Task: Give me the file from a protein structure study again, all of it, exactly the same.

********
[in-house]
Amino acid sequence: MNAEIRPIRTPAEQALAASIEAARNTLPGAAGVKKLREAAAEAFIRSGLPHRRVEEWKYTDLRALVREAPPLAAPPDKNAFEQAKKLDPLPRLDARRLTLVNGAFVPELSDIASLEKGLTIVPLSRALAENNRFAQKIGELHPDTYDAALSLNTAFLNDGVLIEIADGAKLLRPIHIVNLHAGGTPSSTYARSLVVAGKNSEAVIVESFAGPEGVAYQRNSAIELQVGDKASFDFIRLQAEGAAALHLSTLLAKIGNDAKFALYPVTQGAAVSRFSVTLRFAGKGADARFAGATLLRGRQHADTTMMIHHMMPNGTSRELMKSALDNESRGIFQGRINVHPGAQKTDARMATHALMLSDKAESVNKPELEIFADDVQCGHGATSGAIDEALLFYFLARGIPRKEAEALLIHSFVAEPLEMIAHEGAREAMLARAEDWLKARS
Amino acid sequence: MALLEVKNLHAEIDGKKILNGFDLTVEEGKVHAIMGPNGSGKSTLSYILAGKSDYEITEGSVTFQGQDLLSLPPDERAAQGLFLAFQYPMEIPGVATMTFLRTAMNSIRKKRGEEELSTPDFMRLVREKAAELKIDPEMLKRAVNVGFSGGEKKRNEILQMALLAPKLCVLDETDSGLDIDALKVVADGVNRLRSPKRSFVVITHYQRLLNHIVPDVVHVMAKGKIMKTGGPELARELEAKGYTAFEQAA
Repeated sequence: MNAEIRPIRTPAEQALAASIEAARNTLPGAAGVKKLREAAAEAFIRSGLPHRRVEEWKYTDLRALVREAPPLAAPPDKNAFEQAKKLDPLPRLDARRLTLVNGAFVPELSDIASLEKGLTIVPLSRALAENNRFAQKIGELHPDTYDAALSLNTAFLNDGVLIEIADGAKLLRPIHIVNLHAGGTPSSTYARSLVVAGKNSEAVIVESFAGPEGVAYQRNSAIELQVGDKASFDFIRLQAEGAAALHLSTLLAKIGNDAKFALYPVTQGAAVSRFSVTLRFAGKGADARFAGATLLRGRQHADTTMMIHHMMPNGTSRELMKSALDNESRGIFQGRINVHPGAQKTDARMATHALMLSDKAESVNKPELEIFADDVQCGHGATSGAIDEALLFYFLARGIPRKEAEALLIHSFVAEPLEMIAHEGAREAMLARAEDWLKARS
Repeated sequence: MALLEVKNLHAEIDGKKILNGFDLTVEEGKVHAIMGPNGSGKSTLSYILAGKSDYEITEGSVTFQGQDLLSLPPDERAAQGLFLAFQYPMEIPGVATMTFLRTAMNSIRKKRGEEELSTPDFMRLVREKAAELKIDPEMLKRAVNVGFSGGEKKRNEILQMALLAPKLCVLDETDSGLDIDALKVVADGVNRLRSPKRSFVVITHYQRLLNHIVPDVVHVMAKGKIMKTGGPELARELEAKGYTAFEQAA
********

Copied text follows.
[in-house]
Amino acid sequence: MNAEIRPIRTPAEQALAASIEAARNTLPGAAGVKKLREAAAEAFIRSGLPHRRVEEWKYTDLRALVREAPPLAAPPDKNAFEQAKKLDPLPRLDARRLTLVNGAFVPELSDIASLEKGLTIVPLSRALAENNRFAQKIGELHPDTYDAALSLNTAFLNDGVLIEIADGAKLLRPIHIVNLHAGGTPSSTYARSLVVAGKNSEAVIVESFAGPEGVAYQRNSAIELQVGDKASFDFIRLQAEGAAALHLSTLLAKIGNDAKFALYPVTQGAAVSRFSVTLRFAGKGADARFAGATLLRGRQHADTTMMIHHMMPNGTSRELMKSALDNESRGIFQGRINVHPGAQKTDARMATHALMLSDKAESVNKPELEIFADDVQCGHGATSGAIDEALLFYFLARGIPRKEAEALLIHSFVAEPLEMIAHEGAREAMLARAEDWLKARS
Amino acid sequence: MALLEVKNLHAEIDGKKILNGFDLTVEEGKVHAIMGPNGSGKSTLSYILAGKSDYEITEGSVTFQGQDLLSLPPDERAAQGLFLAFQYPMEIPGVATMTFLRTAMNSIRKKRGEEELSTPDFMRLVREKAAELKIDPEMLKRAVNVGFSGGEKKRNEILQMALLAPKLCVLDETDSGLDIDALKVVADGVNRLRSPKRSFVVITHYQRLLNHIVPDVVHVMAKGKIMKTGGPELARELEAKGYTAFEQAA
Repeated sequence: MNAEIRPIRTPAEQALAASIEAARNTLPGAAGVKKLREAAAEAFIRSGLPHRRVEEWKYTDLRALVREAPPLAAPPDKNAFEQAKKLDPLPRLDARRLTLVNGAFVPELSDIASLEKGLTIVPLSRALAENNRFAQKIGELHPDTYDAALSLNTAFLNDGVLIEIADGAKLLRPIHIVNLHAGGTPSSTYARSLVVAGKNSEAVIVESFAGPEGVAYQRNSAIELQVGDKASFDFIRLQAEGAAALHLSTLLAKIGNDAKFALYPVTQGAAVSRFSVTLRFAGKGADARFAGATLLRGRQHADTTMMIHHMMPNGTSRELMKSALDNESRGIFQGRINVHPGAQKTDARMATHALMLSDKAESVNKPELEIFADDVQCGHGATSGAIDEALLFYFLARGIPRKEAEALLIHSFVAEPLEMIAHEGAREAMLARAEDWLKARS
Repeated sequence: MALLEVKNLHAEIDGKKILNGFDLTVEEGKVHAIMGPNGSGKSTLSYILAGKSDYEITEGSVTFQGQDLLSLPPDERAAQGLFLAFQYPMEIPGVATMTFLRTAMNSIRKKRGEEELSTPDFMRLVREKAAELKIDPEMLKRAVNVGFSGGEKKRNEILQMALLAPKLCVLDETDSGLDIDALKVVADGVNRLRSPKRSFVVITHYQRLLNHIVPDVVHVMAKGKIMKTGGPELARELEAKGYTAFEQAA